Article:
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Ottawa’s carbon tax backstop is uneven: opinion

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The last thing Canadians need is Ottawa raising costs and stoking national division

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By Franco Terrazzano

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All provinces are equal. But one province is a little more equal in the eyes of Prime Minister Justin Trudeau. Next year, taxpayers in every province will have to pay his government’s mandatory minimum carbon tax rate. Every province but one: Quebec.

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Quebec started in early on carbon taxes, establishing a cap-and-trade system with California in 2014, when Stephen Harper was prime minister. Then in 2018 the Trudeau government imposed a carbon tax backstop to be paid by any province that hadn’t made its own arrangements to implement a carbon tax.

Under it, nine provinces and the three territories are required to raise the carbon tax to 14 cents per litre of gas next year, going to 37 cents per litre by 2030. But the backstop doesn’t apply to Quebec. Though theoretically there’s no limit to the province’s cap-and-trade cost, which is the result of demand and supply, it’s currently nine cents per litre of gas. Next year, by law, it must stay above five cents per litre. But nothing requires it to be higher than that. Meanwhile, everyone else in Canada will be paying 14 cents per litre.

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In 2030, Quebec’s carbon tax is forecast to reach 23 cents per litre of gas. But by then everyone else will be paying 37 cents per litre. That means that in 2030, an Ontario family will pay $10 more when they fuel up their minivan because of the carbon tax than drivers in Trudeau’s Montreal riding. Even La Presse notes that Quebec’s tax “is much less than in the federal system.”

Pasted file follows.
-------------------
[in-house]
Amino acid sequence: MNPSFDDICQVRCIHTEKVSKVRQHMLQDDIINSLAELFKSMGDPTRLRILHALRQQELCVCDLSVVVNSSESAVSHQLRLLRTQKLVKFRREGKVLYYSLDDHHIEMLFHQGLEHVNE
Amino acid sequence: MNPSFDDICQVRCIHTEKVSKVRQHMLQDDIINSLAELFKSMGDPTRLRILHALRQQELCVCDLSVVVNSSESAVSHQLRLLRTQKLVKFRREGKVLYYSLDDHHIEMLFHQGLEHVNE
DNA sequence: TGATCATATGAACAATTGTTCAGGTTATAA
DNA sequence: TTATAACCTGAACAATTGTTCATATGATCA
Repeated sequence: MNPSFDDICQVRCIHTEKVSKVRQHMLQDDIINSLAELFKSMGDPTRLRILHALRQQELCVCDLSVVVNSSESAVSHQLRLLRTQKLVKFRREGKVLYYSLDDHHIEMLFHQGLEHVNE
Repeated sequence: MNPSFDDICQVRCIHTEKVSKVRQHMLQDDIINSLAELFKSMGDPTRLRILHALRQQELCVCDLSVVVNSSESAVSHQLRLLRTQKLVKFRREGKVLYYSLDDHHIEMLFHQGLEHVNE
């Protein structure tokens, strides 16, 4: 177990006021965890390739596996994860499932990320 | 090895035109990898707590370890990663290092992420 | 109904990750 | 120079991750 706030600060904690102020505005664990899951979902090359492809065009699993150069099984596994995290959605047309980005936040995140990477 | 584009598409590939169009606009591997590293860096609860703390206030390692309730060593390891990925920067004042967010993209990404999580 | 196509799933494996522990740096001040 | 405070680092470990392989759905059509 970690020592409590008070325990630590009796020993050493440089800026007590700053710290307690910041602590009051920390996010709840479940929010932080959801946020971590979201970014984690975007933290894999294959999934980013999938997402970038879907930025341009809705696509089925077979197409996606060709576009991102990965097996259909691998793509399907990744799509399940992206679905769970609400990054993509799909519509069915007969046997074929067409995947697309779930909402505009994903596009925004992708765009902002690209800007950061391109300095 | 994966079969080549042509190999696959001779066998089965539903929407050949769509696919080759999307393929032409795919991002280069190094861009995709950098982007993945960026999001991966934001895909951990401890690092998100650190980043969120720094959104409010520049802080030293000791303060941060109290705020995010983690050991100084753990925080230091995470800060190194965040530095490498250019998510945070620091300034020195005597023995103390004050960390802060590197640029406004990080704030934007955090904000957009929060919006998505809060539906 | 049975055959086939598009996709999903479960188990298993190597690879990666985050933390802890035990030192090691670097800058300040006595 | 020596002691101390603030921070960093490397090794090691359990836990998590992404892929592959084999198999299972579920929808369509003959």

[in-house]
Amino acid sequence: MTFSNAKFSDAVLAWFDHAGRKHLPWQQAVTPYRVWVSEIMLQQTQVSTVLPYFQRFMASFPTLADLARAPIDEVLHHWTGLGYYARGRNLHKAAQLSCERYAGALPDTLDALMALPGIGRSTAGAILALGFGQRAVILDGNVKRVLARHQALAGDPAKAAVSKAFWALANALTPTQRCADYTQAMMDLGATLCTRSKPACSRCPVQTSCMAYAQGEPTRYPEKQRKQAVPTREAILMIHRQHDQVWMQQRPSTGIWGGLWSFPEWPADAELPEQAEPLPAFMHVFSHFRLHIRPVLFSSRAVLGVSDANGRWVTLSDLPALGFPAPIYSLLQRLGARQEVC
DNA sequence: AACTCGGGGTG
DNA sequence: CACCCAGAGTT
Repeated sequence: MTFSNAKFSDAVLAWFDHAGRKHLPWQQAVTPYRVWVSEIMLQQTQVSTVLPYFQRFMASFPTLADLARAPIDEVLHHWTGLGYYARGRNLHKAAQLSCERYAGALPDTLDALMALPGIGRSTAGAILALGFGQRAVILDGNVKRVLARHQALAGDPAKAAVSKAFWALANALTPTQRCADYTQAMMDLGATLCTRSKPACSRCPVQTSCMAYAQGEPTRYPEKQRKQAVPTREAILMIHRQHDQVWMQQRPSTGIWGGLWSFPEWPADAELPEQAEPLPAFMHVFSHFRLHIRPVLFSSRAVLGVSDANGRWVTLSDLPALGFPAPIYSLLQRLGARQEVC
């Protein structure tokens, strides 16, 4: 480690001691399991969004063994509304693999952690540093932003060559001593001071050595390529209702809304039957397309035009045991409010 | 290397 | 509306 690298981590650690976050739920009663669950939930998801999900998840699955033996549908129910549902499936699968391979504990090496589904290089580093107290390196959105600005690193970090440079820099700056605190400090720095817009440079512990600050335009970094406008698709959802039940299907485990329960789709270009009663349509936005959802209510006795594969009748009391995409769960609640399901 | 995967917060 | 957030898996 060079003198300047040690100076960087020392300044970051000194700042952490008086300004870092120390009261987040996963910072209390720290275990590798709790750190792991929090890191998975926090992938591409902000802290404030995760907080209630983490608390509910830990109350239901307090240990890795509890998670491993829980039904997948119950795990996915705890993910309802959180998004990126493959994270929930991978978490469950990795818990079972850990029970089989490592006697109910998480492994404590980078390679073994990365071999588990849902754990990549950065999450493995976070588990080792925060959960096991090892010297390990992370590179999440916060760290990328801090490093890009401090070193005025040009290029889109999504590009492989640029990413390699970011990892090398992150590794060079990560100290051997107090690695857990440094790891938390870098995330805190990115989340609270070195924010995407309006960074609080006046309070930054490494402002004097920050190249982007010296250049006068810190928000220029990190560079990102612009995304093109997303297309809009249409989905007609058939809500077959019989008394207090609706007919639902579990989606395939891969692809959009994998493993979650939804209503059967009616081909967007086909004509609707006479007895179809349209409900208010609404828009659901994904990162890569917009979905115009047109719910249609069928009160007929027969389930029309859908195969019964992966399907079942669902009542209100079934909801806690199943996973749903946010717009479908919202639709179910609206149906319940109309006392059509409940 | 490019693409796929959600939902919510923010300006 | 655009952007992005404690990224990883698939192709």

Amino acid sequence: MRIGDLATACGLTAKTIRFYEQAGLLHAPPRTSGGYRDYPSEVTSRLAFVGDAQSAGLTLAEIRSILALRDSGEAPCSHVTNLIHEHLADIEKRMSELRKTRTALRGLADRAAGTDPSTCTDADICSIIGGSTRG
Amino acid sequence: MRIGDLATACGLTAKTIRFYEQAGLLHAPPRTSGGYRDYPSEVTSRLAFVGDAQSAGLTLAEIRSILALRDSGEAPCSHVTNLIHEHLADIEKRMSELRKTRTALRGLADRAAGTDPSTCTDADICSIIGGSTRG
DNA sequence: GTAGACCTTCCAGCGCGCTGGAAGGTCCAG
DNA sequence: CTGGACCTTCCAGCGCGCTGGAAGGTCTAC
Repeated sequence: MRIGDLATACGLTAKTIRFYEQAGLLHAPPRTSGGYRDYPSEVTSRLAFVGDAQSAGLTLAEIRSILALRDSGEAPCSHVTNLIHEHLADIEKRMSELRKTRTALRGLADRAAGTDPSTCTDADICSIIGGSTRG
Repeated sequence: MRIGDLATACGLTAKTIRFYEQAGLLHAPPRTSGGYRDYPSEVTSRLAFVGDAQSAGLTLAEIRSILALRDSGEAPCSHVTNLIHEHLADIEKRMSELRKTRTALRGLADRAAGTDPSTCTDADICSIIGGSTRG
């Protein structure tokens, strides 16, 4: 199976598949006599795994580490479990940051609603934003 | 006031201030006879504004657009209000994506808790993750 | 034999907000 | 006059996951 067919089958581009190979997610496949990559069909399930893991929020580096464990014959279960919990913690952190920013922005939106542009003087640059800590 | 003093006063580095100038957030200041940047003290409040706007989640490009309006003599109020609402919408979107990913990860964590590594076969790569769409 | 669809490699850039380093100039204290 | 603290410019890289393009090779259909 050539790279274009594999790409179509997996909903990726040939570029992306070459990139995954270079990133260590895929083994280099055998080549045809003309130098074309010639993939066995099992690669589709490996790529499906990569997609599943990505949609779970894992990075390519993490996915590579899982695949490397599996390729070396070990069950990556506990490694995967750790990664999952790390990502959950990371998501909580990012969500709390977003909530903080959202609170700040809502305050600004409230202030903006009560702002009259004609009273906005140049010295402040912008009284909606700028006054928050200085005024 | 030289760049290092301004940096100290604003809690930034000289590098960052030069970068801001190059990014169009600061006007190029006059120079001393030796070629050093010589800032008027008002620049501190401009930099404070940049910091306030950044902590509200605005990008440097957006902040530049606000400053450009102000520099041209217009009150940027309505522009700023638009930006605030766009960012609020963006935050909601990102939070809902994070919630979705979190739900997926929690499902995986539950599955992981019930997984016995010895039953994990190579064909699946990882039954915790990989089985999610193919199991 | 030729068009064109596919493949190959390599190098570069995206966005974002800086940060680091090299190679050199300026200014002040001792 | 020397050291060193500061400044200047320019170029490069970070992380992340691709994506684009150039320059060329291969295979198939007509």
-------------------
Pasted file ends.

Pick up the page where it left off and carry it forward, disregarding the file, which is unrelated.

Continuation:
The key part of the federal backstop is “ensuring that carbon pricing is in place across Canada at a similar level of stringency.” But if there’s supposed to be a “similar level of stringency,” then why will Quebec’s tax cost be 14 cents per litre less by 2030? Is there some scientific reason to explain Quebec’s lower tax? Or is it because Ottawa’s carbon tax is about politics, not the environment?

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Compare Quebec with Nova Scotia and it’s clear it’s the latter. Nova Scotia currently has a provincial cap-and-trade carbon tax, too. And Nova Scotia has reduced its emissions by 36 per cent since 2005, Quebec only by 12 per cent. But Ottawa isn’t letting Nova Scotia off. Beginning next year, Nova Scotians will have to pay the higher federal tax, too — though Quebec gets to keep its system.

Instead of bullying Nova Scotia the prime minister should be asking Nova Scotians for advice. The province’s carbon tax now costs about two cents per litre of gas, by far the lowest rate in Canada. Yet since 2005 Nova Scotia has somehow managed to reduce its emissions more than every other province except New Brunswick.

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On the other hand, British Columbia had the highest carbon tax in Canada for years yet B.C.’s emissions increased by about eight per cent between 2015 and 2019. Canada’s overall emissions also increased during the first year of the national carbon tax.

The federal government is misleading Canadians about Quebec’s preferential treatment. It’s not the first time it has misled Canadians about the carbon tax. Before the 2019 election, Trudeau’s then-environment minister said the government had “no intention” of raising the carbon tax beyond 11 cents per litre of gas. But it’s being cranked up to 37 cents per litre by 2030.

The Trudeau government also claims “families are going to be better off” with its carbon tax-and-rebate scheme. The Parliamentary Budget Officer shows that’s magic math. In the four provinces the PBO studied, the federal carbon tax will cost the average household between $402 and $847 in 2023, even after the rebates.

The last thing Canadians need is Ottawa raising costs and stoking national division. There’s an obvious solution: scrap the federal carbon tax and lower gas prices and heating bills across Canada.

Franco Terrazzano is federal director of the Canadian Taxpayers Federation.

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